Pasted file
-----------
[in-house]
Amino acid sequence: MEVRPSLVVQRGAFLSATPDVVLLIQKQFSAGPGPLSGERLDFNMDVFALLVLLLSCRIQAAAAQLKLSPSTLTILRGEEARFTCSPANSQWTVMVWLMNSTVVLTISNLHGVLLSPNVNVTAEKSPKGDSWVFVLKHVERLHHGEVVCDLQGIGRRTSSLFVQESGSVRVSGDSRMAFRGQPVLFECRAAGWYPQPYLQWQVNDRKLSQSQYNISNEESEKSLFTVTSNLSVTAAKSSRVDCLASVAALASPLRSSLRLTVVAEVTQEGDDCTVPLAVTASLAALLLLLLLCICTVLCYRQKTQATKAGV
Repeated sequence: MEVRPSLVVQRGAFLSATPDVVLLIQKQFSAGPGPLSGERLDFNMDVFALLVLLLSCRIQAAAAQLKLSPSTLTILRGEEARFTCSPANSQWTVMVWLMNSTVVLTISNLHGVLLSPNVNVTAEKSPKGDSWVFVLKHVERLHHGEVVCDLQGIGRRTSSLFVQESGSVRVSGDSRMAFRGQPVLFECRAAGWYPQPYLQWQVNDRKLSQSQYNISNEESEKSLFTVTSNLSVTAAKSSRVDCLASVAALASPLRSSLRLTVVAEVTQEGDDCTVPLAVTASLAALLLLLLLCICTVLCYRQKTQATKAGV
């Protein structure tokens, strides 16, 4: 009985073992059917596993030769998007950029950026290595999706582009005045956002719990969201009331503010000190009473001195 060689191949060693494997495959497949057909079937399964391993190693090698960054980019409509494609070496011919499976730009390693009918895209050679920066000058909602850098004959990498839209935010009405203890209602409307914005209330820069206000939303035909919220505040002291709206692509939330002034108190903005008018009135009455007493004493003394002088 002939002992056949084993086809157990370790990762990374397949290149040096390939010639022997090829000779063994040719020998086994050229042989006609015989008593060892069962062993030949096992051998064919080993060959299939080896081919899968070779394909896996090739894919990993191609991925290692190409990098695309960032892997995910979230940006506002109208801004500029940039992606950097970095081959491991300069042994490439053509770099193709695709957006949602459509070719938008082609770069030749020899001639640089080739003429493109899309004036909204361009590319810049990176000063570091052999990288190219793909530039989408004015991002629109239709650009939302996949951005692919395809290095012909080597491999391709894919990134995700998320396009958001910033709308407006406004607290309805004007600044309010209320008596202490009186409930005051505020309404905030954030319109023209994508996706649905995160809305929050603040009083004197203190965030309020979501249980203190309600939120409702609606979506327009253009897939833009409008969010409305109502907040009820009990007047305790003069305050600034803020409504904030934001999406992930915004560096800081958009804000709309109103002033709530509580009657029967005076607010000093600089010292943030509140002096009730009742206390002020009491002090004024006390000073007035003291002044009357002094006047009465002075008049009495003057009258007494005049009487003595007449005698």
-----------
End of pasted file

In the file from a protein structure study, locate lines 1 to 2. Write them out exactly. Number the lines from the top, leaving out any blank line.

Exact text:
[in-house]
Amino acid sequence: MEVRPSLVVQRGAFLSATPDVVLLIQKQFSAGPGPLSGERLDFNMDVFALLVLLLSCRIQAAAAQLKLSPSTLTILRGEEARFTCSPANSQWTVMVWLMNSTVVLTISNLHGVLLSPNVNVTAEKSPKGDSWVFVLKHVERLHHGEVVCDLQGIGRRTSSLFVQESGSVRVSGDSRMAFRGQPVLFECRAAGWYPQPYLQWQVNDRKLSQSQYNISNEESEKSLFTVTSNLSVTAAKSSRVDCLASVAALASPLRSSLRLTVVAEVTQEGDDCTVPLAVTASLAALLLLLLLCICTVLCYRQKTQATKAGV